Thu, 12 Jan 2017 02:10:58 GMT

Senior Researcher, the Mali project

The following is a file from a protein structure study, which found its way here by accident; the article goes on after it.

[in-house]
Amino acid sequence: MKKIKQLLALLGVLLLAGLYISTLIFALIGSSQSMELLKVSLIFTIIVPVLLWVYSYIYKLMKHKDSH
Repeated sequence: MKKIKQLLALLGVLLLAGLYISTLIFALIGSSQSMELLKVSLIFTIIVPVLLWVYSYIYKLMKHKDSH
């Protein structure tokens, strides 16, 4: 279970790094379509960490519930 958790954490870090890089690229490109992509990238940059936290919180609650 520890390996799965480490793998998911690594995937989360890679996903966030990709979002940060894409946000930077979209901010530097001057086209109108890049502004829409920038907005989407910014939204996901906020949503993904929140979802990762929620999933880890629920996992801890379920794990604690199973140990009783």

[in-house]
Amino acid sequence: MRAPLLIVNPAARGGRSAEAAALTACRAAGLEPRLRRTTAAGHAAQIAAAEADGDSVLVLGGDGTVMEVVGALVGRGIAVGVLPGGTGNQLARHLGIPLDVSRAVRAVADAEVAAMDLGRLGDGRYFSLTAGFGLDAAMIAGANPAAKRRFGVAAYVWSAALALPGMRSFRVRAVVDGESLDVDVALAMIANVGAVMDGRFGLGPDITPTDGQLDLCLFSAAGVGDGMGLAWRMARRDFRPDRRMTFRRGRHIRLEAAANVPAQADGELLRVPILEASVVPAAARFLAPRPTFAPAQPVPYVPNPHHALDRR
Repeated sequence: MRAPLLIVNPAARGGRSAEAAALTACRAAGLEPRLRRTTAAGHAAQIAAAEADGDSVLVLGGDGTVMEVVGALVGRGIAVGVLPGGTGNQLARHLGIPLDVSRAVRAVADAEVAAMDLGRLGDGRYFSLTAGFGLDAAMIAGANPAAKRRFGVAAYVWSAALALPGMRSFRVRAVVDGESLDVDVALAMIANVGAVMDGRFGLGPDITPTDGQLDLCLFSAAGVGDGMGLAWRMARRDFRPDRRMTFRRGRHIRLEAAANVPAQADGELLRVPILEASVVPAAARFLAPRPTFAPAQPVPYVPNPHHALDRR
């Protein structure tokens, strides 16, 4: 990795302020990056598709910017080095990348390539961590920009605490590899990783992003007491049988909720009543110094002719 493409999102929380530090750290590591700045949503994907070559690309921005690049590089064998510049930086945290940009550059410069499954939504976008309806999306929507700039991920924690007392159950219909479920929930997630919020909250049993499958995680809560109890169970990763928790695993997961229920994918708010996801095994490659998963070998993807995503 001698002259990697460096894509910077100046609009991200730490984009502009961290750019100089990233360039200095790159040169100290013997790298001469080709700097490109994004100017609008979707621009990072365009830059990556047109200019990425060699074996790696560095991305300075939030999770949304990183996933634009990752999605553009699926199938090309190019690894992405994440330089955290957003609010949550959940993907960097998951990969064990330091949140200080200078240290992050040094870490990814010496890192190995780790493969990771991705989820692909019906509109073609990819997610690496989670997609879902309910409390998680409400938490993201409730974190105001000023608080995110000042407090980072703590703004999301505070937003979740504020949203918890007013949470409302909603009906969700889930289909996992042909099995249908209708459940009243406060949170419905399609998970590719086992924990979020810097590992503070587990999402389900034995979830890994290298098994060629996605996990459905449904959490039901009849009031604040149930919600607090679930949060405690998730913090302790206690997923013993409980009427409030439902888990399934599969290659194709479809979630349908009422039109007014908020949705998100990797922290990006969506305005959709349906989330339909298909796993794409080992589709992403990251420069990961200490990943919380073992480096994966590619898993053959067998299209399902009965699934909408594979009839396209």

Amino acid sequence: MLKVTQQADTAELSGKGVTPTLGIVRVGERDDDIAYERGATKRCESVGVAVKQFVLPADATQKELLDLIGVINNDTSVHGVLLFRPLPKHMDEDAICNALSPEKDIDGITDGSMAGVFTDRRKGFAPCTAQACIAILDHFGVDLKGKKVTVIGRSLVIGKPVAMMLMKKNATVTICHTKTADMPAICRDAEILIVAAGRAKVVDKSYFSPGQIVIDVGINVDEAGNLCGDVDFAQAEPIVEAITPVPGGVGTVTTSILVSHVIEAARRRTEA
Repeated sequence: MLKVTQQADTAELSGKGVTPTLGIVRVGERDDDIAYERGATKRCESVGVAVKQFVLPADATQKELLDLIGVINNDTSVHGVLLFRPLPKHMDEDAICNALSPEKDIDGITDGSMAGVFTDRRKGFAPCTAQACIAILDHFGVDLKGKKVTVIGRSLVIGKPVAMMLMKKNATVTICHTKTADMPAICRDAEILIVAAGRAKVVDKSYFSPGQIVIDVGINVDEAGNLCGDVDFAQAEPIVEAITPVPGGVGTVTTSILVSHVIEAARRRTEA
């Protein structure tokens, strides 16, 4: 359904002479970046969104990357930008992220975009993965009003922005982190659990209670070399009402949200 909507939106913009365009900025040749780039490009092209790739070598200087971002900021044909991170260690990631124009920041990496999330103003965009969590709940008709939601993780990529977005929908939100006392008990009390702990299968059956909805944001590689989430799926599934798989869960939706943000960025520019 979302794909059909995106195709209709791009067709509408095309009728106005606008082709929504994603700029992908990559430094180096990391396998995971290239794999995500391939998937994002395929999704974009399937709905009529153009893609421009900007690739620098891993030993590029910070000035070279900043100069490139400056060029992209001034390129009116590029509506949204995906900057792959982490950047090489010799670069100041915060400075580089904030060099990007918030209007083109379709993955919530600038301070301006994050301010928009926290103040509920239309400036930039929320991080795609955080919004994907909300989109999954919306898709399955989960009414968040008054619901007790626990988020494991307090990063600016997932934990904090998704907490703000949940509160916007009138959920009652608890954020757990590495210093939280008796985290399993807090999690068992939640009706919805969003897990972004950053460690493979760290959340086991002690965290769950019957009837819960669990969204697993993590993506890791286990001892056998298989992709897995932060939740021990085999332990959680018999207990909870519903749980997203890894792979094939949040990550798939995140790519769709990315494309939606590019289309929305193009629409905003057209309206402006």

<p><strong>Senior Researcher, The Mali Projec</strong>t</p> <p>The Stockholm International Peace Research Institute (SIPRI) is an independent international institute whose core mission is to undertake research and activities on security, conflict and peace. Established in 1966, SIPRI provides data, analysis and recommendations, based on open sources, to policymakers, researchers, media and the interested public. SIPRI provides excellent opportunities for scientific and personal development. SIPRI is an equal opportunity employer.</p> <p>SIPRI seeks a Senior Researcher and Activity Coordinator to work as part of the team on the project, &ldquo;Building Sustainable Peace in Mali&rdquo;. Funding for this project is provided by the Swedish International Development Cooperation Agency (Sida).</p> <p class="BulletsCxSpFirst">The main tasks of this position, working together with a partner organization in Mali, and under the guidance of the Head of Project are to:</p> <ul> <li>Support capacity-building of Malian civil society organizations to strengthen their abilities to contribute to policy development, including by engaging with the main stakeholders;</li> <li>Develop activities that address the safety of the population and security challenges in Mali;</li> <li>Develop and coordinate a framework for civil society monitoring and reporting on the safety and security challenges to improve peacebuilding policies in Mali;</li> <li>Undertake research on topics of relevance for the project, write-up and disseminate findings;</li> </ul> <p class="Bullets">The project requires fluency in written and spoken English and French. The position will involve frequent travel to Mali.</p> <p><strong>&nbsp;</strong></p> <p><strong>Main tasks and responsibilities</strong></p> <ul> <li>Contribute to the development of approaches for civil society monitoring and reporting of safety and security at the community level in Mali;</li> <li>Contribute to the development of training modules for civil society organizations and of capacity-building modules for the population on safety and security issues;</li> <li>Design, support (including logistics and administration) and conduct tailored workshops in Mali and Sweden and large seminars in Mali;</li> <li>Initiate and conduct research and information gathering on issues of relevance to the project;</li> <li>Prepare fact sheets, background papers and academic articles on issues of relevance to the project;</li> <li>Write / contribute to the reporting of project findings to the sponsor of the project and other project stakeholders.</li> </ul> <p><strong>Requirements</strong></p> <p>The successful candidate will have:</p> <ul> <li>A PhD in a relevant discipline, or publications to a comparable level on themes that are relevant, for a project on post-conflict policies, peace, safety and security in the Sahel region and West African countries;</li> <li>An in-depth knowledge of francophone African history, economic, political, safety and security issues, and gender-related challenges (UNSCR 1325);</li> <li>Very good knowledge and experience of working with civil society organizations on capacity building in the field of peace, safety and security;</li> <li>A previous experience in supporting civil society organizations&rsquo; &lsquo;Monitoring and Evaluation&rsquo; skills and in designing/conducting training modules for civil society actors;</li> <li>Fluency in written and spoken English and French;</li> <li>A proven track record in fund-raising, with proposal and grant writing skills;</li> <li>Previous experience in planning and organisation of high-level events in Europe and Africa;</li> <li>Ability to work independently and as part of a team.</li> </ul> <p><strong>Contract period </strong></p> <p>Starting from 1 March 2017, or as soon as possible thereafter.&nbsp; The appointment will be, initially, for a two-year period, and renewable. The post is full-time and the successful applicant will be expected to reside in Stockholm with frequent travel in Mali. The salary package will be negotiated individually.</p> <p><strong>How to apply </strong></p> <p>If interested in applying for this position, please submit a one-page letter, both in English and French, detailing your qualifications and interests in the subject area, and a full CV in English with information about your educational background, relevant experience, skills, major publications and 2 writing samples (article, book chapter or substantial piece of writing up to 8000 words). Applications should be sent via email to: mali-2017-recruitment@sipri.org. Please state &lsquo;Mali project-Senior Researcher&rsquo; as a reference in the subject line of your email with the application materials.</p> <p><strong>&nbsp;</strong></p> <p><strong>The initial closing date for applications is 30 January 2017</strong>.</p> <p>Applications will be accepted until the position is filled. Please note that, only shortlisted candidates will be contacted.</p> <p>For further information about the Mali project, please contact SIPRI Mali Programme Coordinator Helen Palmgren, <a href="mailto:palmgren@sipri.org" target="_blank">palmgren@sipri.org</a>. For enquiries regarding the vacant position, contact SIPRI Mali Project Head, Dr Gregory Chauzal, <a href="mailto:gregory.chauzal@sipri.org">gregory.chauzal@sipri.org</a>.</p> <p>&nbsp;</p> <p>The trade union contact persons at SIPRI are Pieter Wezeman for ST (<a href="mailto:pwezeman@sipri.org">pwezeman@sipri.org</a>) and Annika Salisbury for Saco-S (<a href="mailto:hoghammar@sipri.org">salisbury@sipri.org</a>).</p>